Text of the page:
They Called Her Styrene

Thoughts tchsbyer by Ed Ruscha, Phaidon Press 2000, 608 pages

This book was in our suite at the Cosmopolitan Hotel Las Vegas. The place had another coffee table book called 30,000 Years of Art. I wish I could have had more time there to read that one, too. Nice place; I recommend it.

IMG_2762 So, what Mr. Ruscha does and is known for, is taking a word or phrase and making it art. I photo’d a few that caught my eye.

I don’t think I realized it, but I seem to have chosen words with a science-y theme.IMG_2764

IMG_2765 IDLE  and THE QUESTION – not sure why this amused me. Maybe because I was on vacation.

I was really hoping to run into a page that said PIE. Had to settle for this: IMG_2766

You can imagine this didn’t take me long to read. AND since it was Vegas, I had an incredible view of the Bellagio fountains and the Eiffel Tower, and the book was ART – thus, how cultured am I? — had to give this the coveted FIVE SLICER. Five beautiful slices of Banana Cream Pie. Because… well, because pudding.

The view:IMG_2743 (ignore the rooftops and parking lots! I never seemed to have my camera when the fountains were playing.)

IMG_2763 “Sometimes found words are the most pure because they have nothing to do with you. I take things as I find them.  A lot of these things come from the noise of everyday life.”   – Ed Ruscha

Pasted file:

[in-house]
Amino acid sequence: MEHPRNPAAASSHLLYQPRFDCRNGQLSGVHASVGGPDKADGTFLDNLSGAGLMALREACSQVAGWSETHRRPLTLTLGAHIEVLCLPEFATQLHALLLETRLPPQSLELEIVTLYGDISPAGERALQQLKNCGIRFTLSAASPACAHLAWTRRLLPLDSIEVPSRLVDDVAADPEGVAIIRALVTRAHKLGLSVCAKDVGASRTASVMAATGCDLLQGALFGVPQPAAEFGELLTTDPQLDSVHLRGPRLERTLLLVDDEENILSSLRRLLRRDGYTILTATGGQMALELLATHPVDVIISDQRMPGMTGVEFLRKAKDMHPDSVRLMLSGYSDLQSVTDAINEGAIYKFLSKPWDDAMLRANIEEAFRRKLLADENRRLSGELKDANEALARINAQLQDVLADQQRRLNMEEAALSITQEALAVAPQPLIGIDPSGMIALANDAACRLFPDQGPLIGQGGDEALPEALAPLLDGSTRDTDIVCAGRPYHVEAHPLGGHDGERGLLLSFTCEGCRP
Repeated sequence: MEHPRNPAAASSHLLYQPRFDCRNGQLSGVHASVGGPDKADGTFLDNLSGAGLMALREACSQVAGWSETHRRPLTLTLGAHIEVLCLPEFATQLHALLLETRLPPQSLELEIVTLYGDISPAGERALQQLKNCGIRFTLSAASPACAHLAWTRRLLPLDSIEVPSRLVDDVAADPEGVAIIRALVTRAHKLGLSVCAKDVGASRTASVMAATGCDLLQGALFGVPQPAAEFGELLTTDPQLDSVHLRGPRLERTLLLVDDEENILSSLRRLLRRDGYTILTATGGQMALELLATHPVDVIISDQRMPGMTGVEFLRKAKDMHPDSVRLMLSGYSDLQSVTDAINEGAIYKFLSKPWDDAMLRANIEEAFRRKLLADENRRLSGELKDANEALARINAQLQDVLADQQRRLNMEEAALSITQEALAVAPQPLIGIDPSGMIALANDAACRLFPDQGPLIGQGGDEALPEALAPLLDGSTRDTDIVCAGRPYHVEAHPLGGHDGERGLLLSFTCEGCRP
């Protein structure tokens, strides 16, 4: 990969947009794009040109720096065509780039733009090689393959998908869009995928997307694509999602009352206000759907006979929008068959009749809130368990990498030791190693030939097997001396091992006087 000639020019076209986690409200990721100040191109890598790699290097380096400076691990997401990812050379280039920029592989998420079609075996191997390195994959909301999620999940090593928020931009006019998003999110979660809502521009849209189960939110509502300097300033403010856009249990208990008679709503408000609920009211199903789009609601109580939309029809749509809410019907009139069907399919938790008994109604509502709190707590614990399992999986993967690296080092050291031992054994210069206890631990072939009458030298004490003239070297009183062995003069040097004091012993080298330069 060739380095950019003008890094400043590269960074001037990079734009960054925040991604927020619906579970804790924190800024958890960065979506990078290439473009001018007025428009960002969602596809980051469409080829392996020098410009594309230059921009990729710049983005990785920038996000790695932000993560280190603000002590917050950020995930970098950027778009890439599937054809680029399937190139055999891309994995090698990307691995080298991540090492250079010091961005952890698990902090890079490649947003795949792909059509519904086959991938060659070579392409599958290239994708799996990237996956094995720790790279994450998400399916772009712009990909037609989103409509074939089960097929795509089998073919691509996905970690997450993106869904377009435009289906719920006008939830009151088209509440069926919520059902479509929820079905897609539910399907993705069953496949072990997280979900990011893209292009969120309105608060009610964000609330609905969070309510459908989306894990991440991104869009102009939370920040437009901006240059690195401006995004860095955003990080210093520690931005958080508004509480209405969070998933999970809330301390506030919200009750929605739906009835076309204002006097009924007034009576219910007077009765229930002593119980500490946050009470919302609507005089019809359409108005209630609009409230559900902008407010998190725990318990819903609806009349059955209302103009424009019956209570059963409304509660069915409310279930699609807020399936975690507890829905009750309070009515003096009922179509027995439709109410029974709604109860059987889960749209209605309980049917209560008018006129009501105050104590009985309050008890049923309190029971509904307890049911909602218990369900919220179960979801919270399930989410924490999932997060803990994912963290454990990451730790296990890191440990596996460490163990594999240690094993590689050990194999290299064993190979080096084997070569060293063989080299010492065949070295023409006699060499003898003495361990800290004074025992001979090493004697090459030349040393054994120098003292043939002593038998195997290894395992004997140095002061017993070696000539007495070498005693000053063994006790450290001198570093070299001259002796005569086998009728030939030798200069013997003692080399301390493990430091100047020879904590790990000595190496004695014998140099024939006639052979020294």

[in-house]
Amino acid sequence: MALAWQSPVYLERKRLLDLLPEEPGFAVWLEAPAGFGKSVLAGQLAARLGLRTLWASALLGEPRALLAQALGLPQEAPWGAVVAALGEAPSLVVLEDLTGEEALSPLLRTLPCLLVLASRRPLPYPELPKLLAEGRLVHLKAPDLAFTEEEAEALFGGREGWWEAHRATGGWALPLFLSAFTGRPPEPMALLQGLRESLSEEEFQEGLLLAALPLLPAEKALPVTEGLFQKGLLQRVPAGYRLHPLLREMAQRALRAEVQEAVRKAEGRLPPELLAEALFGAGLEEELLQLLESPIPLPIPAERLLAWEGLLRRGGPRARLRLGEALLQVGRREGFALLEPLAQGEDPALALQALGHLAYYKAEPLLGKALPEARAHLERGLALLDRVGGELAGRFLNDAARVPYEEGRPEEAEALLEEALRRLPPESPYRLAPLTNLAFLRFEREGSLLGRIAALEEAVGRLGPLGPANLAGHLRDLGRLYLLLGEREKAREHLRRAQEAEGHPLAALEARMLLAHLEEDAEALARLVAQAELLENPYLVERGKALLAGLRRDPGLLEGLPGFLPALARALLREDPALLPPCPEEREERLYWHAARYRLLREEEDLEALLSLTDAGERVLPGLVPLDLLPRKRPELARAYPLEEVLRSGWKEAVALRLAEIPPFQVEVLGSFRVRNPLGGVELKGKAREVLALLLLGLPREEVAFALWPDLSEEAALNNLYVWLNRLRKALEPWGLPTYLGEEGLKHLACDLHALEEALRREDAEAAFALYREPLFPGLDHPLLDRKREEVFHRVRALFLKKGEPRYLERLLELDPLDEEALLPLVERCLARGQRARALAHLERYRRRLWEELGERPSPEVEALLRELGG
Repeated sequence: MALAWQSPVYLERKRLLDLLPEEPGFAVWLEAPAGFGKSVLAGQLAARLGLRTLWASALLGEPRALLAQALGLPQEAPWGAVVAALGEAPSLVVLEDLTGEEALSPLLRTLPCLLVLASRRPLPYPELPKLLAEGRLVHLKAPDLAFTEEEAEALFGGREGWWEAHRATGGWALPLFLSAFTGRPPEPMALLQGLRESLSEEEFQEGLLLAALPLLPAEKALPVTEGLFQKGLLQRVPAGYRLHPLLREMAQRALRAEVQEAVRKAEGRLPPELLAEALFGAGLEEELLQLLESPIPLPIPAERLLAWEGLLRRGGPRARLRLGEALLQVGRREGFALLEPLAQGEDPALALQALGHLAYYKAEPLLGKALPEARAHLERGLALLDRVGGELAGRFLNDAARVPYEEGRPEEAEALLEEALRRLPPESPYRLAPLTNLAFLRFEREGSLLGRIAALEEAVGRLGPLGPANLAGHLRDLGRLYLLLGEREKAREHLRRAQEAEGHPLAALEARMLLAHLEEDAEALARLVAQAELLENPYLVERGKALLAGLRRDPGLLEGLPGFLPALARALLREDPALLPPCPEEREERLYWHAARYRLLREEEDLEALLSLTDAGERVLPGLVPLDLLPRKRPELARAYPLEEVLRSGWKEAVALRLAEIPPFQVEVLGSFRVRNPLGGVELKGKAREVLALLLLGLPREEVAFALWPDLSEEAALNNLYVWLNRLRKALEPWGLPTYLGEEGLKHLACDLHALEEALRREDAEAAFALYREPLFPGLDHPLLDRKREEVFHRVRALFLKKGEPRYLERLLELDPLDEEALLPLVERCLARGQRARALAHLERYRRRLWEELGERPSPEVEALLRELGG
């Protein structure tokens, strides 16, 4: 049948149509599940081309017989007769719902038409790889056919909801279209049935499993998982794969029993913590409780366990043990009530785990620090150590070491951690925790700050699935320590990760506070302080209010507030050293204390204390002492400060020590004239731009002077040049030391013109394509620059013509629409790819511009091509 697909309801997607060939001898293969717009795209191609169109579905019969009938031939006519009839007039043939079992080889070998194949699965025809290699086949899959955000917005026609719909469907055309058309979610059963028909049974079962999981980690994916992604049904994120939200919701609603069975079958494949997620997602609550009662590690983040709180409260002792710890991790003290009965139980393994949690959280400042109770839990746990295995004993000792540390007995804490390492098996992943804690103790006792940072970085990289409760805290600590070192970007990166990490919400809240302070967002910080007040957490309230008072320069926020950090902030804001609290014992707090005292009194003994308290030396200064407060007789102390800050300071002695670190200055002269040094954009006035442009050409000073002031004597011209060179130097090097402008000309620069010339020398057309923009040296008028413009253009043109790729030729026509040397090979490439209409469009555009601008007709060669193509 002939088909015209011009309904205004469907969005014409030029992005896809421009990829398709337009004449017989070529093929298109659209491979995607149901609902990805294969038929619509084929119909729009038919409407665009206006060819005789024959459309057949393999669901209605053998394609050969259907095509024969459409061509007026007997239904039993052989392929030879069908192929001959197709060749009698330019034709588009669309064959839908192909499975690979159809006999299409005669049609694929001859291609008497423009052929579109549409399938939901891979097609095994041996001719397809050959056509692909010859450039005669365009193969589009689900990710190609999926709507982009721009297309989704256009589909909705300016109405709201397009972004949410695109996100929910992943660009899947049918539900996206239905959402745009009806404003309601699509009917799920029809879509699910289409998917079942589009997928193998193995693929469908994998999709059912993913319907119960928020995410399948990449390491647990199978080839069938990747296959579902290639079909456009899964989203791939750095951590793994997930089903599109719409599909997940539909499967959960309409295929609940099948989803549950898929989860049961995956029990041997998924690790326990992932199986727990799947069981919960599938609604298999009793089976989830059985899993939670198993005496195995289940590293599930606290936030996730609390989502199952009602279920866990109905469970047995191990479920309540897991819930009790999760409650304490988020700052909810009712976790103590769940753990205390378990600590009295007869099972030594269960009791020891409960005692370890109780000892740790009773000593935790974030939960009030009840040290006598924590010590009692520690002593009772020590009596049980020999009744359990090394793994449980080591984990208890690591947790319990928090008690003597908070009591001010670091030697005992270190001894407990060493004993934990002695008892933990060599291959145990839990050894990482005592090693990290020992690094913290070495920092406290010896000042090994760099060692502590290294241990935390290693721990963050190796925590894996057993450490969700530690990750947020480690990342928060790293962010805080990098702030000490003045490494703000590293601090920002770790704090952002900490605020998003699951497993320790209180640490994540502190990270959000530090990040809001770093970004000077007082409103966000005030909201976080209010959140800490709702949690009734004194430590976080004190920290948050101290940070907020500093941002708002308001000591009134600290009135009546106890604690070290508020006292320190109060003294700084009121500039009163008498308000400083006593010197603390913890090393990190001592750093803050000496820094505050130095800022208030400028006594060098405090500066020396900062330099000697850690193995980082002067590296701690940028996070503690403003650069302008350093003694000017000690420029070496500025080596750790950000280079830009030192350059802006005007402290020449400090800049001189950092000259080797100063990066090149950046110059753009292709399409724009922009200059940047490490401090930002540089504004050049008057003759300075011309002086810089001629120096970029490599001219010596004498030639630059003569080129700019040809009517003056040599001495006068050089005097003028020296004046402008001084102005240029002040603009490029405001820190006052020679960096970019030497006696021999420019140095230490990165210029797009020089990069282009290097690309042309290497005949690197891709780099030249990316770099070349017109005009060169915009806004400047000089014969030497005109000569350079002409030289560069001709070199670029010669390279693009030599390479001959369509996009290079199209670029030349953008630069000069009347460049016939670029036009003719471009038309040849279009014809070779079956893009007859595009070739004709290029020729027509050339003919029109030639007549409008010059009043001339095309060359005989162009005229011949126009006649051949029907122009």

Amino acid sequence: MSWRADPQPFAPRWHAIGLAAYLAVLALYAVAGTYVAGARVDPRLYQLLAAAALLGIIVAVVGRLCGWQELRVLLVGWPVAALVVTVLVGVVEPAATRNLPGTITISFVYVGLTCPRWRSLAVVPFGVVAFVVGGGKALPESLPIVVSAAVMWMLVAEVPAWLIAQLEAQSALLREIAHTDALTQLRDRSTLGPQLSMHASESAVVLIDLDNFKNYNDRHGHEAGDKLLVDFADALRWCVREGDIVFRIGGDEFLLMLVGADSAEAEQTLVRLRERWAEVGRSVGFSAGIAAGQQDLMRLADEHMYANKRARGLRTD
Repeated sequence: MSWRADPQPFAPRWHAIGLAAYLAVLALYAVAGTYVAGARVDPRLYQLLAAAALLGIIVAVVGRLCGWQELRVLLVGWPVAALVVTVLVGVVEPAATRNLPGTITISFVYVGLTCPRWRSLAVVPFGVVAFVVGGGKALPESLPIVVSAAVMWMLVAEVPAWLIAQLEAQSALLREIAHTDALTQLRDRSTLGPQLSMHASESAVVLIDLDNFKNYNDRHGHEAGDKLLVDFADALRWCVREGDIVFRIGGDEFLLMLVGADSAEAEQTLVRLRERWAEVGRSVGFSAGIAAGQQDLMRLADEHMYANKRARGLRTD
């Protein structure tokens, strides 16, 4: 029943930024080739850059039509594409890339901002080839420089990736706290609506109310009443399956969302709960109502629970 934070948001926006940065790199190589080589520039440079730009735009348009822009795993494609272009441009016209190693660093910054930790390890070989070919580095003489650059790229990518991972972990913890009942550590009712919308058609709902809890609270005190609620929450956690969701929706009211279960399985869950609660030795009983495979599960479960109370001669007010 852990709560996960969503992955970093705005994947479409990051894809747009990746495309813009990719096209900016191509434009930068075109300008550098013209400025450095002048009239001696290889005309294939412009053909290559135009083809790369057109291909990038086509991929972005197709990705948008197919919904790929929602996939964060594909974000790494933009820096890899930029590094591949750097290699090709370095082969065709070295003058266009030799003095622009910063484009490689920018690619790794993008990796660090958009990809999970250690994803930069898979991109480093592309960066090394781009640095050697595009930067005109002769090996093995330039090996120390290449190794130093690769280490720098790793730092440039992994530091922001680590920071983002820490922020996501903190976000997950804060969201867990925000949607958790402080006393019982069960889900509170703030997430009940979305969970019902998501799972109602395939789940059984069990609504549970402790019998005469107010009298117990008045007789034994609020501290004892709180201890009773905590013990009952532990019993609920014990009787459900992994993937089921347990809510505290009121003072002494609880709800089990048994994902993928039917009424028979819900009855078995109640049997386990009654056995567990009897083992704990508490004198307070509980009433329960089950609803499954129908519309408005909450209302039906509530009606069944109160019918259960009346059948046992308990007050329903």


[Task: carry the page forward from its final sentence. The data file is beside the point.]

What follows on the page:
MORE INFORMATION ABOUT ED RUSCHA provided by this link to Wikipedia.

HIdeinWhitetoSkipLine

Copyright © 2007-2014. Care’s Online Book Club. All rights reserved. This post was originally posted by Care from Care’s Online Book Club.  It should not be reproduced without express written permission.
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5 thoughts on “They Called Her Styrene

  1. Vegas can be fun but I always have to stay at a non-smoking hotel. I cannot stand the casinos with their wine barrel smell and the smoke haze that envelops them.

    1. Oh I get that, I do! Actually, I thought the Cosmo was one of the least casino-y of the hotels I’m familiar with. We rarely went through the first floor and the 2nd and 3rd floors (no slots/tables) were pleasantly almost-smoke-free. But yea, the smoke was there.

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